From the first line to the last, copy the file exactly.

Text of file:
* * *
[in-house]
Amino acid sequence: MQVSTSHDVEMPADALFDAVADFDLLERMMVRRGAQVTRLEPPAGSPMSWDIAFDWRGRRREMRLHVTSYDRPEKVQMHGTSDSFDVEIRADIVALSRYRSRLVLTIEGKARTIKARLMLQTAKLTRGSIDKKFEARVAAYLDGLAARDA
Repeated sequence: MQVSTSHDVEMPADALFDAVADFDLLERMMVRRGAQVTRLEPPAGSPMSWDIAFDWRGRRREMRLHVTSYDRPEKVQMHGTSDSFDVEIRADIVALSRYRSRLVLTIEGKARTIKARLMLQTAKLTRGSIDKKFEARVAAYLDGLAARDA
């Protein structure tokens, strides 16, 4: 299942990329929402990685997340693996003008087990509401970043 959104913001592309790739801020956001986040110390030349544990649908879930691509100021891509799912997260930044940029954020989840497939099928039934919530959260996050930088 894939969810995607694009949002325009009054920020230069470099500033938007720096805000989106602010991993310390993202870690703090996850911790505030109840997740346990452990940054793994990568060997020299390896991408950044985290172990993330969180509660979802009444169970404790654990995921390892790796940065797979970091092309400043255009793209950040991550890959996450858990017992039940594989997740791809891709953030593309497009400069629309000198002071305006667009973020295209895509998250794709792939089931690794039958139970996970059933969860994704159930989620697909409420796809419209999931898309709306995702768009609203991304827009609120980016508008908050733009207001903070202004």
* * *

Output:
[in-house]
Amino acid sequence: MQVSTSHDVEMPADALFDAVADFDLLERMMVRRGAQVTRLEPPAGSPMSWDIAFDWRGRRREMRLHVTSYDRPEKVQMHGTSDSFDVEIRADIVALSRYRSRLVLTIEGKARTIKARLMLQTAKLTRGSIDKKFEARVAAYLDGLAARDA
Repeated sequence: MQVSTSHDVEMPADALFDAVADFDLLERMMVRRGAQVTRLEPPAGSPMSWDIAFDWRGRRREMRLHVTSYDRPEKVQMHGTSDSFDVEIRADIVALSRYRSRLVLTIEGKARTIKARLMLQTAKLTRGSIDKKFEARVAAYLDGLAARDA
């Protein structure tokens, strides 16, 4: 299942990329929402990685997340693996003008087990509401970043 959104913001592309790739801020956001986040110390030349544990649908879930691509100021891509799912997260930044940029954020989840497939099928039934919530959260996050930088 894939969810995607694009949002325009009054920020230069470099500033938007720096805000989106602010991993310390993202870690703090996850911790505030109840997740346990452990940054793994990568060997020299390896991408950044985290172990993330969180509660979802009444169970404790654990995921390892790796940065797979970091092309400043255009793209950040991550890959996450858990017992039940594989997740791809891709953030593309497009400069629309000198002071305006667009973020295209895509998250794709792939089931690794039958139970996970059933969860994704159930989620697909409420796809419209999931898309709306995702768009609203991304827009609120980016508008908050733009207001903070202004």